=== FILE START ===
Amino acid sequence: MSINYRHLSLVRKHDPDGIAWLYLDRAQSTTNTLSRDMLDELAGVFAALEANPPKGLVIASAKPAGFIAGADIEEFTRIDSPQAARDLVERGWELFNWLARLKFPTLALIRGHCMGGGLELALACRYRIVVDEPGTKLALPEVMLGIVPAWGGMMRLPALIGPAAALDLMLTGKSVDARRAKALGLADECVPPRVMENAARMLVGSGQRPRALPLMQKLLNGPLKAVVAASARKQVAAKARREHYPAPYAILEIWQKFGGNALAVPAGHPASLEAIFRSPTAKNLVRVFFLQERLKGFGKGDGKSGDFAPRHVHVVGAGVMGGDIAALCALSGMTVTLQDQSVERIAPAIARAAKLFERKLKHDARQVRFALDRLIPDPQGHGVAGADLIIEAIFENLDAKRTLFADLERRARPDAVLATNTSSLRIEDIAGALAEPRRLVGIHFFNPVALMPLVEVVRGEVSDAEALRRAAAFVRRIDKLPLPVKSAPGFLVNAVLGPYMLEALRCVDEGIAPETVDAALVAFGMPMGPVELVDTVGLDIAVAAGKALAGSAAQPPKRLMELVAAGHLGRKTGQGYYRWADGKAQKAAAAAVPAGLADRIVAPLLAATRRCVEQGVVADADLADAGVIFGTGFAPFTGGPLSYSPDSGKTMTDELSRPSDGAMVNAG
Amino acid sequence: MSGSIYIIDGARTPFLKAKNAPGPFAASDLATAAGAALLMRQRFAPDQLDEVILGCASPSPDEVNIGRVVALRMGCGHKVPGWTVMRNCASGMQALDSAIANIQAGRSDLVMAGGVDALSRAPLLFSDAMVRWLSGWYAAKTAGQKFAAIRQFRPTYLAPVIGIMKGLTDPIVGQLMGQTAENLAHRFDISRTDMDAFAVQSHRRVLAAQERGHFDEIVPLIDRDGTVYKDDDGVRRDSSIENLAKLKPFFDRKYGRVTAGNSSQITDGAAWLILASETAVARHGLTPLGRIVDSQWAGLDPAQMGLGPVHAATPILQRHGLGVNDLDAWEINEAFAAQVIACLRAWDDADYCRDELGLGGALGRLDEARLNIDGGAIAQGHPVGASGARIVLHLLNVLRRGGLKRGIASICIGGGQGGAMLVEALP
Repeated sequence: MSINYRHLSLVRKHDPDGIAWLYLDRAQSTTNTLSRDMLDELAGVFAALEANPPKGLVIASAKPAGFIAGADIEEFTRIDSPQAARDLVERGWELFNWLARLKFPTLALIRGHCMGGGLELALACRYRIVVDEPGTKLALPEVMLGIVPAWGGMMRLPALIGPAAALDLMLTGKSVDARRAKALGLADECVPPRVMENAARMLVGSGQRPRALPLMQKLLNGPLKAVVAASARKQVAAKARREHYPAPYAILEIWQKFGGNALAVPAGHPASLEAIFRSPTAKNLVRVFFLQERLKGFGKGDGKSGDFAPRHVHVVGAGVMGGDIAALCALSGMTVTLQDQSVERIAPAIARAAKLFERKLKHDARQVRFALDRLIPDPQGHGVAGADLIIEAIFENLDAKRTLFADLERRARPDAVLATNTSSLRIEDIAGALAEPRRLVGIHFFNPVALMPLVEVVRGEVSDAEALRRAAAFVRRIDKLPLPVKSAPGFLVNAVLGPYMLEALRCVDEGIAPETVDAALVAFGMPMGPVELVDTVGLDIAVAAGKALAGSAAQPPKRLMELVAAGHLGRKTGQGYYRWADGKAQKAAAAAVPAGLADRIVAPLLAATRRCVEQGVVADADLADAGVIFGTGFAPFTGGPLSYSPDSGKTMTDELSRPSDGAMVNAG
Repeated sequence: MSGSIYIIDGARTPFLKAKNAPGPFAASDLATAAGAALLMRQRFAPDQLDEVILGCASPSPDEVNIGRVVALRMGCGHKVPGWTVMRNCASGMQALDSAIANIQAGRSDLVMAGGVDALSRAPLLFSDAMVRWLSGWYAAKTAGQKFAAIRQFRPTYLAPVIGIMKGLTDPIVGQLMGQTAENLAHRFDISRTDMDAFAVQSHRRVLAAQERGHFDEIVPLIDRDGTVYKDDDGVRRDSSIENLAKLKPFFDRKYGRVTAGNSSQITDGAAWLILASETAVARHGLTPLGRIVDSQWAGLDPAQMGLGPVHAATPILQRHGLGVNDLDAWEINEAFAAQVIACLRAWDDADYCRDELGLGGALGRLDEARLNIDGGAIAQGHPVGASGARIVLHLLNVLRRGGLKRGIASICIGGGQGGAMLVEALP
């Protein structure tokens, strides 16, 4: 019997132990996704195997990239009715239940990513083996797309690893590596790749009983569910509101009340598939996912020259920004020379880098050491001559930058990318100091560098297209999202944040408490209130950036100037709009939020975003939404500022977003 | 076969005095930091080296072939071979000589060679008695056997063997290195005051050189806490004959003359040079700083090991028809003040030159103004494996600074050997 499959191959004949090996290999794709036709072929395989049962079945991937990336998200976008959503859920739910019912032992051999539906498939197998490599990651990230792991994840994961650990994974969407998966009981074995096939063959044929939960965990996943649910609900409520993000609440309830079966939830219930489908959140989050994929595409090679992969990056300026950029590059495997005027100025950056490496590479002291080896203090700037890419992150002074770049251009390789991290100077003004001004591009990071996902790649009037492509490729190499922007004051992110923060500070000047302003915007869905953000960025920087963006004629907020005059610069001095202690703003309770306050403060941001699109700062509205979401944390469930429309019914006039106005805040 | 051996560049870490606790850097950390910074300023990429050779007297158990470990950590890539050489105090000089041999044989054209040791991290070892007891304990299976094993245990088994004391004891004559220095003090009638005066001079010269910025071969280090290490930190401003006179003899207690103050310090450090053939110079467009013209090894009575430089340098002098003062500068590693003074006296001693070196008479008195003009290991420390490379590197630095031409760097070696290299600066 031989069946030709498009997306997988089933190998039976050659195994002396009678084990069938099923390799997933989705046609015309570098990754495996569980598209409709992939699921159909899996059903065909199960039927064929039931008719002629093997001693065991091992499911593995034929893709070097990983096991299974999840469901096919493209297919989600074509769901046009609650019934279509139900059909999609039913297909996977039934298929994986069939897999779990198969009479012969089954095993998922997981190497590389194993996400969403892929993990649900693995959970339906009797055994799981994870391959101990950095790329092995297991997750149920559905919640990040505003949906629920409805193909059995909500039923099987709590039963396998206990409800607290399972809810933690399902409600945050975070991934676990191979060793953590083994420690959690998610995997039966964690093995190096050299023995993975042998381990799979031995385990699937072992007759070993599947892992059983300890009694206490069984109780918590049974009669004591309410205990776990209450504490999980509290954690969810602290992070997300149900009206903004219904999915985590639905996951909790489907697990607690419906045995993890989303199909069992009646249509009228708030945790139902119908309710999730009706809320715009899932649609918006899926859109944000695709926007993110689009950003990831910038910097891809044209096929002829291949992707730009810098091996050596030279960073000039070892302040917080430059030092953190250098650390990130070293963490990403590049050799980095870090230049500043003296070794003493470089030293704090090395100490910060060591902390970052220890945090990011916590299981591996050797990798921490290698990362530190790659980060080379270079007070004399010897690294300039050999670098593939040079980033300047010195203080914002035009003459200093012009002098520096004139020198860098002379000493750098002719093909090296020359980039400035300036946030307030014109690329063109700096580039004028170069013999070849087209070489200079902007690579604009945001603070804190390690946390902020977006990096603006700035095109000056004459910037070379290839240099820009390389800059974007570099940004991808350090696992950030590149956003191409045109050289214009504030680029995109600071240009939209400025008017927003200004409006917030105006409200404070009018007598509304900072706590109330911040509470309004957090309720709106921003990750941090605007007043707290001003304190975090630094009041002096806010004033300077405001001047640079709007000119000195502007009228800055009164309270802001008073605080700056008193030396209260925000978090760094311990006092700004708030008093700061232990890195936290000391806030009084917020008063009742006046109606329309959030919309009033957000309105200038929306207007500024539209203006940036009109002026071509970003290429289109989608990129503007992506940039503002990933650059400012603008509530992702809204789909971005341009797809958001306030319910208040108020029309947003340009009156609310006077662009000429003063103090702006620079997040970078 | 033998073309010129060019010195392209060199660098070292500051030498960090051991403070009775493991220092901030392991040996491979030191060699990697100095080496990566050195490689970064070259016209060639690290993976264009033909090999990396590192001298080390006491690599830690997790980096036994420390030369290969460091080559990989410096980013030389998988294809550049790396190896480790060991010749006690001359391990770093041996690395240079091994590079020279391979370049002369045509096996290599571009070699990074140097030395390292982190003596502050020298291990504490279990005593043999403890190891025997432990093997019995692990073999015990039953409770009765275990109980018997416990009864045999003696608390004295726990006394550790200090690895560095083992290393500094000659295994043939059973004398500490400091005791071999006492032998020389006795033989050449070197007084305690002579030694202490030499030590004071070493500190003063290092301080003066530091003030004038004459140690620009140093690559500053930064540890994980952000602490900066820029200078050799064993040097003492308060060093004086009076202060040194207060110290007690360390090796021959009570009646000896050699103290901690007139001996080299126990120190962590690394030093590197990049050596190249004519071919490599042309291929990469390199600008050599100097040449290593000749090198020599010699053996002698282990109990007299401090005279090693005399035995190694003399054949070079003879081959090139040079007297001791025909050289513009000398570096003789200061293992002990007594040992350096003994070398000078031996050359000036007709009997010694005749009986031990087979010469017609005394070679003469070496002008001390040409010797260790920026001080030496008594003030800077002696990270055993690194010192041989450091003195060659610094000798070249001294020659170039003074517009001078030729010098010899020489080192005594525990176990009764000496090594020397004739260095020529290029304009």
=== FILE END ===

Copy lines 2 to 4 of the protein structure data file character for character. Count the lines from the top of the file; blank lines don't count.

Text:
Amino acid sequence: MSGSIYIIDGARTPFLKAKNAPGPFAASDLATAAGAALLMRQRFAPDQLDEVILGCASPSPDEVNIGRVVALRMGCGHKVPGWTVMRNCASGMQALDSAIANIQAGRSDLVMAGGVDALSRAPLLFSDAMVRWLSGWYAAKTAGQKFAAIRQFRPTYLAPVIGIMKGLTDPIVGQLMGQTAENLAHRFDISRTDMDAFAVQSHRRVLAAQERGHFDEIVPLIDRDGTVYKDDDGVRRDSSIENLAKLKPFFDRKYGRVTAGNSSQITDGAAWLILASETAVARHGLTPLGRIVDSQWAGLDPAQMGLGPVHAATPILQRHGLGVNDLDAWEINEAFAAQVIACLRAWDDADYCRDELGLGGALGRLDEARLNIDGGAIAQGHPVGASGARIVLHLLNVLRRGGLKRGIASICIGGGQGGAMLVEALP
Repeated sequence: MSINYRHLSLVRKHDPDGIAWLYLDRAQSTTNTLSRDMLDELAGVFAALEANPPKGLVIASAKPAGFIAGADIEEFTRIDSPQAARDLVERGWELFNWLARLKFPTLALIRGHCMGGGLELALACRYRIVVDEPGTKLALPEVMLGIVPAWGGMMRLPALIGPAAALDLMLTGKSVDARRAKALGLADECVPPRVMENAARMLVGSGQRPRALPLMQKLLNGPLKAVVAASARKQVAAKARREHYPAPYAILEIWQKFGGNALAVPAGHPASLEAIFRSPTAKNLVRVFFLQERLKGFGKGDGKSGDFAPRHVHVVGAGVMGGDIAALCALSGMTVTLQDQSVERIAPAIARAAKLFERKLKHDARQVRFALDRLIPDPQGHGVAGADLIIEAIFENLDAKRTLFADLERRARPDAVLATNTSSLRIEDIAGALAEPRRLVGIHFFNPVALMPLVEVVRGEVSDAEALRRAAAFVRRIDKLPLPVKSAPGFLVNAVLGPYMLEALRCVDEGIAPETVDAALVAFGMPMGPVELVDTVGLDIAVAAGKALAGSAAQPPKRLMELVAAGHLGRKTGQGYYRWADGKAQKAAAAAVPAGLADRIVAPLLAATRRCVEQGVVADADLADAGVIFGTGFAPFTGGPLSYSPDSGKTMTDELSRPSDGAMVNAG
Repeated sequence: MSGSIYIIDGARTPFLKAKNAPGPFAASDLATAAGAALLMRQRFAPDQLDEVILGCASPSPDEVNIGRVVALRMGCGHKVPGWTVMRNCASGMQALDSAIANIQAGRSDLVMAGGVDALSRAPLLFSDAMVRWLSGWYAAKTAGQKFAAIRQFRPTYLAPVIGIMKGLTDPIVGQLMGQTAENLAHRFDISRTDMDAFAVQSHRRVLAAQERGHFDEIVPLIDRDGTVYKDDDGVRRDSSIENLAKLKPFFDRKYGRVTAGNSSQITDGAAWLILASETAVARHGLTPLGRIVDSQWAGLDPAQMGLGPVHAATPILQRHGLGVNDLDAWEINEAFAAQVIACLRAWDDADYCRDELGLGGALGRLDEARLNIDGGAIAQGHPVGASGARIVLHLLNVLRRGGLKRGIASICIGGGQGGAMLVEALP